If you’re like half of us here at Veritas Prep HQ, this is the time of year when you suddenly care a great deal about NFL players and teams that you don’t normally follow. You’ve got the fantasy football bug, and have signed on for at least 14 weeks of ups and downs generated by the motley assortment of players on your fantasy football team.
Back in August, you seemed to have it all figured out: You picked up an elite, top=tier, no-doubt-about it running back in the first round of the draft, got a top-five wide receiver with your second pick, and the rest just fell into place. Heck, you were even amazed by how great BOTH of your quarterbacks were, prompting yourself to wonder, “Just how competitive is this league that I’m in?”
Then, reality hit. Your “can’t miss” running is now in a platoon situation, your two best wide receivers have just one touchdown between them (and are tweeting about their lack of playing time), and your quarterback just suffered his third concussion in three years. Now, you wonder, “Do I even stand a chance in this league?”
So what do you do? You make adjustments.
You start trolling the waiver wires for possible replacements. You give some of the guys on the bench (that “depth” you were crowing about just several weeks earlier) a shot to fill in for your big-name players. You somehow find a way to field a full starting roster every week, and you manage to stay competitive. (After all, your opponents are probably dealing with the same challenges.)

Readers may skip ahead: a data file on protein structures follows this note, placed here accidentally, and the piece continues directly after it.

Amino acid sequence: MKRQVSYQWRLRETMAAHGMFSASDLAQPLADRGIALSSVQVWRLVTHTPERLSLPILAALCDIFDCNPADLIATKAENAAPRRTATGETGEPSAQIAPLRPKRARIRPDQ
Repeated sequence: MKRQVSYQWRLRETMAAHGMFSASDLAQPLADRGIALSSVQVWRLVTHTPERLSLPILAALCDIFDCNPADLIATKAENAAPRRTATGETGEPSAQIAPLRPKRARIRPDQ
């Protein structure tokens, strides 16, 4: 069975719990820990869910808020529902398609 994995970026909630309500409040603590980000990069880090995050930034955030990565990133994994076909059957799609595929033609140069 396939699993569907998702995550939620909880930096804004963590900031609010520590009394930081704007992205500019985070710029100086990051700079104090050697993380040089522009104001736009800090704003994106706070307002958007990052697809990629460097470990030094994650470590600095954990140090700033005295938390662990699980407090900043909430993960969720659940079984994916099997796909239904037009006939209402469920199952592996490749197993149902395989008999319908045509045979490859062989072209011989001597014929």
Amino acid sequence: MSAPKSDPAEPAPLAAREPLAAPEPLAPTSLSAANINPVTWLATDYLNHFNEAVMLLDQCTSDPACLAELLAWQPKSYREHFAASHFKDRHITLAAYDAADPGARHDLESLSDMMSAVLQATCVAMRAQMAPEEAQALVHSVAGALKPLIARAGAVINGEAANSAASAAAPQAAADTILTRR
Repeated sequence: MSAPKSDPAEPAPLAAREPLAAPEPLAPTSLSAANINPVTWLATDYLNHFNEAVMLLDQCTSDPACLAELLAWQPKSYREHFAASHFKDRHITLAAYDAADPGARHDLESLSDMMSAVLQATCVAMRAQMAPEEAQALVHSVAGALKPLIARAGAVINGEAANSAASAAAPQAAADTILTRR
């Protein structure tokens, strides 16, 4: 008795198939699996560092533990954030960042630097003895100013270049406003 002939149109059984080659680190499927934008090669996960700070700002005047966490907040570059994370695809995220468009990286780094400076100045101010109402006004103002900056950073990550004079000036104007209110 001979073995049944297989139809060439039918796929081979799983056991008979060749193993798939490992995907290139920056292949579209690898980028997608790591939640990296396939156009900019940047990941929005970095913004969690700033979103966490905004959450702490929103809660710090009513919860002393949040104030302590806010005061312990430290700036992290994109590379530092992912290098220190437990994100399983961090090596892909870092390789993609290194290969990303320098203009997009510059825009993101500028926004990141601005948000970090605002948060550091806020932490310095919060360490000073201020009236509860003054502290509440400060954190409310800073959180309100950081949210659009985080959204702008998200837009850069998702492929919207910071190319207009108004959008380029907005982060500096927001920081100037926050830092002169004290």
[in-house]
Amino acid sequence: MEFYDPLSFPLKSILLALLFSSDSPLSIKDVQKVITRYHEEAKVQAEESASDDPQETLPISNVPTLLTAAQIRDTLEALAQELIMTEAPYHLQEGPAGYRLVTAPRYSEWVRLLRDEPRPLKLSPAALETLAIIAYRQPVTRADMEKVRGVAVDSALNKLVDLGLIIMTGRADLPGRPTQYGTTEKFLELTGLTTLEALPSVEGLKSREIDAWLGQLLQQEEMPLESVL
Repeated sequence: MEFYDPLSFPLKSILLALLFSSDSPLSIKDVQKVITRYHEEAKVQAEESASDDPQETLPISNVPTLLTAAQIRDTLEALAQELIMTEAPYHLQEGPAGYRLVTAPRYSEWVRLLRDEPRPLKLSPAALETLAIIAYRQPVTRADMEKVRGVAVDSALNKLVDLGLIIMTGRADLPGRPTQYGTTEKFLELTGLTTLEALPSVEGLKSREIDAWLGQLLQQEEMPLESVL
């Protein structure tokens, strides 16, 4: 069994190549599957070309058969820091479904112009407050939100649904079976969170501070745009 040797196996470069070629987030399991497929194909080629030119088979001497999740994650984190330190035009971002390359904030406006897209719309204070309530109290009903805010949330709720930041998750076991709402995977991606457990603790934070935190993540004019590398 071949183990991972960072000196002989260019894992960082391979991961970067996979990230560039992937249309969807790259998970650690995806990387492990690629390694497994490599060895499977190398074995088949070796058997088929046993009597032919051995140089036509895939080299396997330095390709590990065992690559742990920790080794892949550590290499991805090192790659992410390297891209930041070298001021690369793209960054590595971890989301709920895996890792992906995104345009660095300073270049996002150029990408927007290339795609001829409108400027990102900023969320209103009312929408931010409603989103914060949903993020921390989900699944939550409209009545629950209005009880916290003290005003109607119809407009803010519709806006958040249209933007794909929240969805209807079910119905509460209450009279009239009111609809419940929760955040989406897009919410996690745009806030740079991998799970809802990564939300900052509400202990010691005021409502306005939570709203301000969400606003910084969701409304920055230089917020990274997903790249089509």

So what does this have to do with MBA admissions? The lesson to take away is that your plans will inevitably change between the very start of the process and when you click “Submit” on your last business school application. Maybe you didn’t leave yourself enough time for the GMAT, and on September 24 you got a 650, and the HBS Round 1 deadline was only a week away. Or, after five weeks of coaching one of your recommendation writers, it started to become apparent that you weren’t going to get a recommendation (or at least a good one) from him in time. Or, maybe you learned that you were just weeks away from receiving a large promotion, potentially making your candidacy stronger after the promotion, and maybe even giving you second thoughts about applying now and walking away from such a great opportunity.
In every case, you have to step back and plan again. Didn’t get the GMAT score that you wanted? Then you consider taking the GMAT again, knowing that you’re better off applying with a 700 in Round 2 than a 650 in Round 1. (Perhaps you enroll in our new Essentials Course.) Or you hurry up and enlist the help of your “Plan B” recommendation writer, who ends up writing a better recommendation for you than anyone else does. Or you strategically wait a few weeks and let that promotion come through, so that you can show the big step up in job title (and salary) on your application data sheets.
In every case, things didn’t turn out the way you expected, and you smartly took a step back and asked, “What should I do differently to compensate for (or take advantage) of this new situation?” That ability to assimilate and act on new information not only makes for a great fantasy football manager, but it also happens to make for a great business manager, which is what MBA admissions officers are looking for to begin with.
Stay tuned for Part 2, when we’ll compare MBA admissions and fantasy football in an entirely different way, but one that will shed even more light on how to think about your business school candidacy strategically.
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